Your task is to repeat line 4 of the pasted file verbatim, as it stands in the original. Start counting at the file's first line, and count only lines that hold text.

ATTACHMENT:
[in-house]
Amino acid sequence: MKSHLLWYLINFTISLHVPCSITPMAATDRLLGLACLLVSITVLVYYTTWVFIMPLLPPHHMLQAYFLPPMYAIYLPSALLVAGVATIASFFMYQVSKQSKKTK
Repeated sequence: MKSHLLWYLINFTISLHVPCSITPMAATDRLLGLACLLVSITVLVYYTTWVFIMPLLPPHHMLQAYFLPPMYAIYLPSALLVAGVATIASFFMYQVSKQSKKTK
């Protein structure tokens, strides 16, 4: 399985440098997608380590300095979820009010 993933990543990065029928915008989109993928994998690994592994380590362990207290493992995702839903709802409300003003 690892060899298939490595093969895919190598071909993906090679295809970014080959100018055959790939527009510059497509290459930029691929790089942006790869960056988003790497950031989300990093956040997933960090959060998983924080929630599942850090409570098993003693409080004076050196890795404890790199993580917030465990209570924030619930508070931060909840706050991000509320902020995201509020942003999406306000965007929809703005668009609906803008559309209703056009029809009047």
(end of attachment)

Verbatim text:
């Protein structure tokens, strides 16, 4: 399985440098997608380590300095979820009010 993933990543990065029928915008989109993928994998690994592994380590362990207290493992995702839903709802409300003003 690892060899298939490595093969895919190598071909993906090679295809970014080959100018055959790939527009510059497509290459930029691929790089942006790869960056988003790497950031989300990093956040997933960090959060998983924080929630599942850090409570098993003693409080004076050196890795404890790199993580917030465990209570924030619930508070931060909840706050991000509320902020995201509020942003999406306000965007929809703005668009609906803008559309209703056009029809009047």